He needs a bedroom, he really does.
'Becky grew up in Huntington, and it's easy to see why
'she was keen to build her own home in this gorgeous location.'
This is a really, really lovely plot.
I can completely understand why you want to start your family home here.
We're in love with it, I've loved it all my life,
we need to be here.
It means so much to me to live here, it really does.
Won't be that quiet in a couple of weeks though, will it?
Once all the mixers are started and you're causing chaos back here...
-Upsetting the neighbours.
It'll be worth it though.
Yeah, and we're looking at a really fast build,
that's one of the benefits of what we're doing.
Our fantastic builder said he can do it in 15 weeks.
Great, OK, fantastic.
Fast build, on budget, because we have an accountant on board...
We shall see.
I will leave you to enjoy the peace for a moment,
-because all that, I'm sure, will be shattered very soon.
And a pleasure to meet you, young man. He's waking up.
-See you later.
And while this building lark might seem like child's play to Jamie,
it's not long before Becky's best laid plans are coming unstuck.
The builders have been allowed on site to stake out the plot,
but despite three months of negotiations with the council,
Becky hasn't been given the planning permission which would let them build.
The delay is a major blow to her hopes.
I did not have a clue when I started this
how difficult the planning process would be.
You think, "Yay, we've got a lovely plot,
"we'll build a house on it, get planning permission,
"how hard can it be?"
Most planning applications are processed in about eight weeks,
but the tough restrictions on what can be built
in a conservation area and protection given to the mature trees
on the plot mean Becky's been forced to change
some key elements of her plans.
We've got a few little quirks and changes to do for the council.
Like, Highways wanted a slightly bigger drive, otherwise they were happy,
but the tree people didn't want the driveway to encroach too much on the root protection area.
Meanwhile, the conservation officer didn't like the way
the garage was situated, so we've had to move the garage slightly,
without affecting the trees, and with Highways getting a bigger driveway.
Stressed much? No!
All these extra issues means Becky's original budget of £160,000
has already gone up by 25 grand
and, ominously, building work's yet to begin.
Two months later, the Warboys become fed-up of waiting
and allow the builders to start work,
even though all their planning issues haven't been resolved.
While this isn't illegal, it is a risk -
if permission isn't granted, they could be ordered to restore
the plot to its previous state, costing time and money.
And within hours of the diggers getting busy,
there's a rather nasty shock for Becky to deal with, too.
Yesterday there was a large tree stump that had to be taken out of the ground,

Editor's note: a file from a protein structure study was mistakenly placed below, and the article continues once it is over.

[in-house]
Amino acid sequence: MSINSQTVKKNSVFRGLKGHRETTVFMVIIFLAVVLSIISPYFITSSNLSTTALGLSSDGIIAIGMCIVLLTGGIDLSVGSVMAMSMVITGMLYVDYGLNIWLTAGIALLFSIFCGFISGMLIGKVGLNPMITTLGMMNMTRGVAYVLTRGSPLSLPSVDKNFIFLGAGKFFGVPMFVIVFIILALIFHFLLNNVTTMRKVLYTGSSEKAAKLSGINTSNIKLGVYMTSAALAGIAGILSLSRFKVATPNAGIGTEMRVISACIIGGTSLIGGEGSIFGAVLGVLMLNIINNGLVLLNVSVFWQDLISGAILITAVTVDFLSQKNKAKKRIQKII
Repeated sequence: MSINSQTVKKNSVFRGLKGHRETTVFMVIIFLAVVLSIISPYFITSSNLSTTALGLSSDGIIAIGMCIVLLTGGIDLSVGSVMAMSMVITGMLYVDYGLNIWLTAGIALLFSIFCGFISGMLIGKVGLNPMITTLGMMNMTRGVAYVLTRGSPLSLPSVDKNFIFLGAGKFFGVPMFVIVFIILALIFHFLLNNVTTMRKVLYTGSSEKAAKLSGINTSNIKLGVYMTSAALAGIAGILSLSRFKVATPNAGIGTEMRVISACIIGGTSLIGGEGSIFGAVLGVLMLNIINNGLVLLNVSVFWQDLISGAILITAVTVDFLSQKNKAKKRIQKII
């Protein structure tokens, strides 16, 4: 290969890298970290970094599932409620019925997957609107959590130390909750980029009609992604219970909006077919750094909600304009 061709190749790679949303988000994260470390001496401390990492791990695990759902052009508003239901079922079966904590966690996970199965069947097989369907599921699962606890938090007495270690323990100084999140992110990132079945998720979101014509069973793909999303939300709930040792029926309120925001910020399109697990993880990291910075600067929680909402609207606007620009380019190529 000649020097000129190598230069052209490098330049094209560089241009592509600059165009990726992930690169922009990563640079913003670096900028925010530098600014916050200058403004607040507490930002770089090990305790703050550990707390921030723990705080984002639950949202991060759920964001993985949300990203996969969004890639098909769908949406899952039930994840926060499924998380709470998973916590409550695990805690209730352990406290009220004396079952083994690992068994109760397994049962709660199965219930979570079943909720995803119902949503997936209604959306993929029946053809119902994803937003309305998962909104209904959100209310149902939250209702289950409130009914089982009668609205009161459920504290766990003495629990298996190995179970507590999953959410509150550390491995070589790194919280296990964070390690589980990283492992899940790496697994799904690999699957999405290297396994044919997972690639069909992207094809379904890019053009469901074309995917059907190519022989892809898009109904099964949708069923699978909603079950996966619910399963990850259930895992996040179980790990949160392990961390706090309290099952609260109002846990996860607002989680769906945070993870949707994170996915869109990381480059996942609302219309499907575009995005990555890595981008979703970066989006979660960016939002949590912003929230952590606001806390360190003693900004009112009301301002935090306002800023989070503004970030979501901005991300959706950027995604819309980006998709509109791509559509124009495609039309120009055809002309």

which we knew about and had permission to take it out,
it's from an old protected tree that died a few years ago.
When they removed the tree stump, they didn't realise
it was along with a mains electricity cable as well.
Pulled it up, the mains electricity cable got snapped
and, basically, I think we must have taken out about 100 houses.
The problem was so severe,
parts of the village were cut-off well into the early hours.
Problems with the pub, because all the food defrosted.
So, it was a pretty dreadful day.
And things only got worse - Becky's gamble to begin work
without full planning permission also backfires.
The council's Planning Department got wind
and advised Becky to shut the site down
until all the paperwork's in place.
To be honest, it was like watching your house be repossessed,
watching those diggers drive off this morning
when we were so happy to see them come in, that's it really.
And the early double disaster has left Becky questioning
whether she's got the strength to see the build through.
I've always said, even with the stress of planning
it's always been a case of it'll be worth it in the end,
but now, yesterday was the first day I really thought,
"Is it worth it? Is it worth feeling this ill and stressed?"
Because I felt ill yesterday with it.
Just a really awful time at the minute, to be honest,
I just want to get to the other side of it now and be building again.
There's something alluring about the sea,
you just can't help but be drawn to it.
And that's exactly what happened to Lesley and Rob Watson
who upped sticks from the landlocked Midlands
to self-build on the beautiful Devon coast.
Britain's seaside towns certainly can play it safe
when it comes to architecture.
The odd splash of pastel as daring as it gets.
But, when interior designer Lesley and her librarian husband Rob
found a great plot in Seaton on the South Devon coast,
they were determined to do something a little less conventional.
I think when you look around,
it's just such a shame that we all live in boxes
and we can do something more unusual,
and why wouldn't you if you've got that chance?
If you can do something different with curves or different angles,
I think that's really nice.
Originally, we wanted to have a conservatory.
In the end, we decided to just build
the whole conservatory idea into the house.
So, that's why we've got these 27 windows here.
And that's exactly what they've achieved.
And all that glass means the interior's flooded with light.
So this is our main living space,